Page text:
The Changing Seasons ~ May

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The April showers we did not have in April arrived as torrents through much of May – along with hail, sleet, thunderstorms and deep-frozen gusts. And then a few days ago winter stopped and spring happened: wall to wall sunshine and a green explosion. Seedling plants that had been languishing chillily doubled in leaf size overnight. The crop in Townsend Meadow behind the house that I’d thought was wheat quickly grew three feet and turned into barley. The lime tree canopies on the nearby Linden Walk went from pinched and niggardly to ebullient and blousy.

Suddenly all seems right with world, although this only works if you avoid all forms of mainstream media. And to that end, I have been spending a lot of time deciphering the last of wishes of long-ago ancestors, words I find I can believe. It’s also been a time, between storms, to prepare the ground at the allotment, plant out peas and erect runner bean canes, and finally make up my mind as to where all the tomato plants are going. In fact last night I thought it was at last safe to plant the outdoor ones along the south facing wall of the old privies, though I did hang a bit of fleece over the canes in  case the plants felt too shocked. The only problem with that was during the night the rat that lives under the shed tried to hijack the fleece for its nest. Drat and double drat. I was hoping it had gone away. It looks like some tomato shielding will be required later on.

So: onwards and upwards. June tomorrow. In the meantime, here was May:

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The Changing Seasons: May 2021

49 thoughts on “The Changing Seasons ~ May

  1. Your skies look like ours of the past few weeks, so I can imagine the weather you’ve had.
    I hate rats with a passion, and since watching a heart-breaking documentary about their impact on NZ’s native fauna, my loathing has only grown.

    1. Hm. Rats as the other master race. I don’t like them either. I especially don’t like their nibbling holes in my tomatoes which the shed one did last year.

      1. That is such a frighteningly accurate description. NZ is aiming to be predator-free by 2050; a big ambition, but I’m heartened by how many wonderful people are volunteering to get involved in their own areas.

      2. Thanks Tish; it’s a huge undertaking, but we’re losing our native flora and fauna at such alarming rates we have to do something very soon.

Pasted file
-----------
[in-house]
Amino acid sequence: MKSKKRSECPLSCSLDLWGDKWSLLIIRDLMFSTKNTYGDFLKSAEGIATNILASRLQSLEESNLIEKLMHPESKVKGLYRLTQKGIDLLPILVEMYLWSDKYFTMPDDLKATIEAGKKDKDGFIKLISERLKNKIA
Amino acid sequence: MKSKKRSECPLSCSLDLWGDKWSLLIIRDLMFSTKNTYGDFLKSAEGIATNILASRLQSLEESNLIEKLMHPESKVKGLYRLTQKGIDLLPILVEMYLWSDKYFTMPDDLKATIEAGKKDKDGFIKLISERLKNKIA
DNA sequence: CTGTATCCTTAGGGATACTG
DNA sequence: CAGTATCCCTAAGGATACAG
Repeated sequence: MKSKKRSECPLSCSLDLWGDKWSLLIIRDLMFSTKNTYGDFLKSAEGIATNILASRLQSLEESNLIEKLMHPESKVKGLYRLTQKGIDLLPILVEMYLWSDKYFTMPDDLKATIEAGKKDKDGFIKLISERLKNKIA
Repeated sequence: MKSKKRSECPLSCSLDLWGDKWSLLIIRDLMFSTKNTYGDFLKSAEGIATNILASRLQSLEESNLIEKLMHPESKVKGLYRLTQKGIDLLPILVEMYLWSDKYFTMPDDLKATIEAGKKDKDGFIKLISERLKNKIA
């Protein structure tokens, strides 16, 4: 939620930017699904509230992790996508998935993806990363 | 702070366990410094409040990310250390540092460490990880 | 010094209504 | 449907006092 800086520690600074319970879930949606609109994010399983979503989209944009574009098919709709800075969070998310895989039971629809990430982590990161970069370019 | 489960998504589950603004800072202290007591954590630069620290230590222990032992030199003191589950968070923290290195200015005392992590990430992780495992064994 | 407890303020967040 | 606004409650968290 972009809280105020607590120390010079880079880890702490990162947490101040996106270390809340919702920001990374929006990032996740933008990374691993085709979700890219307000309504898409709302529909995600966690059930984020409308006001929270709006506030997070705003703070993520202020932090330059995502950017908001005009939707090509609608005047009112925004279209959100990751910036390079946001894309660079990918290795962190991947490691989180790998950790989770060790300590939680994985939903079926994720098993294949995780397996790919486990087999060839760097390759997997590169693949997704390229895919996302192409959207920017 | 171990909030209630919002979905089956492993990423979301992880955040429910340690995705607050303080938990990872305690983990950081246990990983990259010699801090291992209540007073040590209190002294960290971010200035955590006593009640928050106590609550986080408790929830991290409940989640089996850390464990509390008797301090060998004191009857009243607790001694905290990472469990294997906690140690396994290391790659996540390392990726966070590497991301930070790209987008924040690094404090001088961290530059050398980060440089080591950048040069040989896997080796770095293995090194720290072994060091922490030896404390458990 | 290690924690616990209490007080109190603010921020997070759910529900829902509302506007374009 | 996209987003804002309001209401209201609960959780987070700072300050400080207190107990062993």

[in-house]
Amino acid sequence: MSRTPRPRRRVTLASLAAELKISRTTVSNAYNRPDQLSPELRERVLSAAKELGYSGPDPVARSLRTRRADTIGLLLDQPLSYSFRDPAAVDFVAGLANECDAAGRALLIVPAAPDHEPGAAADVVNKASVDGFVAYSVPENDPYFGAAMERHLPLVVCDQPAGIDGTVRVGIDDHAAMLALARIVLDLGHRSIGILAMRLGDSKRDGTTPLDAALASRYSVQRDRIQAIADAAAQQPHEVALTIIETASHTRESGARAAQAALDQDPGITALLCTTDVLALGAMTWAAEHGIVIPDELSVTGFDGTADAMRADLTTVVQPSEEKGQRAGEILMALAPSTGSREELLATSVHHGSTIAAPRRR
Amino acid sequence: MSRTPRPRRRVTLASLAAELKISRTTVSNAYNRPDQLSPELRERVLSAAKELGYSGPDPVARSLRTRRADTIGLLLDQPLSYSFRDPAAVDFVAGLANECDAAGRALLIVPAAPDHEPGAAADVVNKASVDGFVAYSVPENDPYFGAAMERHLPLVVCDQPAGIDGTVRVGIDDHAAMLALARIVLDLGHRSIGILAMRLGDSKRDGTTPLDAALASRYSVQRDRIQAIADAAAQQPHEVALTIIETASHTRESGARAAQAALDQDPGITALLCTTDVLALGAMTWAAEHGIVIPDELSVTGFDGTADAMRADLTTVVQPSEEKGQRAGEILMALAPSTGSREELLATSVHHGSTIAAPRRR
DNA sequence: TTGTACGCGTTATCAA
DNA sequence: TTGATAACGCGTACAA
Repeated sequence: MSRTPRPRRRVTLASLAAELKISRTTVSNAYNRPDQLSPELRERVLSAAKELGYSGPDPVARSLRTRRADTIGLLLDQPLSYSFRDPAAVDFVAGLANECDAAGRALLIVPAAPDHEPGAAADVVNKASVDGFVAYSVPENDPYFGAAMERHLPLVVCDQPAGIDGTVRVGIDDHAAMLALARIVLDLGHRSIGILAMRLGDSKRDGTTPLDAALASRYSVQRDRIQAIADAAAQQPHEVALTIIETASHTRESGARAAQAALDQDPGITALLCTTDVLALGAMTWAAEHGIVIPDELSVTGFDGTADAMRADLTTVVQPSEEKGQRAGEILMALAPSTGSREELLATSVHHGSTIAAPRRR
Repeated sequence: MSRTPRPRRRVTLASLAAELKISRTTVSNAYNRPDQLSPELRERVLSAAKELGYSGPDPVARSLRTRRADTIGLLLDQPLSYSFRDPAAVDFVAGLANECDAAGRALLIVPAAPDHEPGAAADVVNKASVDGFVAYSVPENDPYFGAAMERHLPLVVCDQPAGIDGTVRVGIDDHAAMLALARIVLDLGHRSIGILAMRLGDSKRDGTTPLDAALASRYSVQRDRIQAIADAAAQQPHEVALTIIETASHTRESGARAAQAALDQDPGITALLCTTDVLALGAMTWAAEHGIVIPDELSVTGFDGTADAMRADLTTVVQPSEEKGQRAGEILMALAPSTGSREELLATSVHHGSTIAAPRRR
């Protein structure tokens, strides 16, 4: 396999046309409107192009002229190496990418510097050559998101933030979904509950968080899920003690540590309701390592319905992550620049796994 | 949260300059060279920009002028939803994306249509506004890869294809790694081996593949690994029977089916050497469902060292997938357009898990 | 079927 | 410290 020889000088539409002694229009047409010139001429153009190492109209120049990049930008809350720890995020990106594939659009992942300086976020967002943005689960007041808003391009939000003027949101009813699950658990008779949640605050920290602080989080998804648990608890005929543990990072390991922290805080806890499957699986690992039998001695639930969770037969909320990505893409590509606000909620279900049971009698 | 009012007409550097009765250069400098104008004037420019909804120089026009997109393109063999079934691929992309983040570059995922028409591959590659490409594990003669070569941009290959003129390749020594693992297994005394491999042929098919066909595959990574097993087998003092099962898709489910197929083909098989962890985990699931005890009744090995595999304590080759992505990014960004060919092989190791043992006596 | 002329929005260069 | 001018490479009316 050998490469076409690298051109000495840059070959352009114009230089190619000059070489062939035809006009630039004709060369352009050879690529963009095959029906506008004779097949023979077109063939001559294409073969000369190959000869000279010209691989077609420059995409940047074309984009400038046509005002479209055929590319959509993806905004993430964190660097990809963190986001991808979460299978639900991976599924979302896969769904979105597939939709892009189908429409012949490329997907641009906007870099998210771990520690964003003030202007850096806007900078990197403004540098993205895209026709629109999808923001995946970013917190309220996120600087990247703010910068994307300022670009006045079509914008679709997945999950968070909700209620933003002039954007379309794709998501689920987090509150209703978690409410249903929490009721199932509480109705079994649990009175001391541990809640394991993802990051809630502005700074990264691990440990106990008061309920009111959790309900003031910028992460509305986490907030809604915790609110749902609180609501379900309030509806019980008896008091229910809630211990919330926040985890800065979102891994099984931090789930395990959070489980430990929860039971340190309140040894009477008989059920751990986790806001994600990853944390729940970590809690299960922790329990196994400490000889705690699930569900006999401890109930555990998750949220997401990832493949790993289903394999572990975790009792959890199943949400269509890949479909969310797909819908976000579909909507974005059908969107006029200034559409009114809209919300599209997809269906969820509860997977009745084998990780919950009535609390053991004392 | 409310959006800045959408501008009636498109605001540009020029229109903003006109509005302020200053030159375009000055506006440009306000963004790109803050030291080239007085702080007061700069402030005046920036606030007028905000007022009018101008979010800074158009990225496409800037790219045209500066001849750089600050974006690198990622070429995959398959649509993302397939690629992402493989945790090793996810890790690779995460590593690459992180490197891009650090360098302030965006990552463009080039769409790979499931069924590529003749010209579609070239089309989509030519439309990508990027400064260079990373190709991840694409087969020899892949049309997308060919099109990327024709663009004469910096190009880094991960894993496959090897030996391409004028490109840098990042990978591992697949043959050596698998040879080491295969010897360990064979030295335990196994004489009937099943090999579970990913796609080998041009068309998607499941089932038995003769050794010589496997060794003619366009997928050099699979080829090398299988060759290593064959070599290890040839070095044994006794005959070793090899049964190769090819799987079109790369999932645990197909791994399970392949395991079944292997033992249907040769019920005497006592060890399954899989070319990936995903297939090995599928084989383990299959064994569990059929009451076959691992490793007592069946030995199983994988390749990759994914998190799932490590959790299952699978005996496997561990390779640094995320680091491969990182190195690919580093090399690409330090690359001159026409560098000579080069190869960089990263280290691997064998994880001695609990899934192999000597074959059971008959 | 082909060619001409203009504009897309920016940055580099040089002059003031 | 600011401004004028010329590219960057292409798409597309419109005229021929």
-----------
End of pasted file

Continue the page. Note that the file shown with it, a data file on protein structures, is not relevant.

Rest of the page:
2. We had that spring explosion in the middle of May and then it all turned around and we got a full week of freezing, drenching rain. I think tomorrow will be warmer again. It almost got warm today. The sun was out for a few minutes, but the Duke came home wet, so it must be raining again. Tomorrow is June. We are hoping for spring to come back but I’m betting we’ll go directly from very cold nasty, windy, rainy to very hot and very humid. It’s hard to know. But I’m pretty sure we are due for that hot soupy weather we get in June and the beginning of July with cooling later in the summer.

    Your greenery looks wonderful. I think our plants got confused and some of them have just given up hope. It’s good to see that other places have weird weather and stranger seasons too.

  3. A great photo journal of a rather strange May, weather-wise 🙂 It honestly felt more like March didn’t it? And then suddenly, just in time for the holiday weekend, we seem to have switched from early spring to mid summer, overnight! All very odd, but the sunshine is welcome. Although having said that, you’ve found some beautiful images in the raindrops on the blossoms and the towering rain clouds.

    1. It was that wretched polar vortex giving us all the chilling weather. Hopefully it’s gone back where it belongs. In fact I read there are record amounts of ice in parts of the Arctic. Think we could do without blistering temps though.

    1. May was really very hair-raising for gardeners – lots of shivering (and battered) seedlings, but it looks like things are coming good with some warmth. And all of a sudden!

  4. These are just lovely. Those wooded green lanes! My goodness! When we eventually come for tea, you will be ”forced” to take us for a walk there.
    🙂

    1. Not far to go either – only across the road to the Linden Field. . All the lime trees were planted around 1860 by the town’s doctor. He must have envisaged that one day it would make a very lovely promenading space. The railway line would have originally gone beside it, so it’s very much quieter and less smutty these days.

    1. Indeed, the seasons may dodge about a bit – they always have – but the only reliability now is in the ongoing follow-the-un-science-imperative that has gripped the western world. It’s all very wearing.

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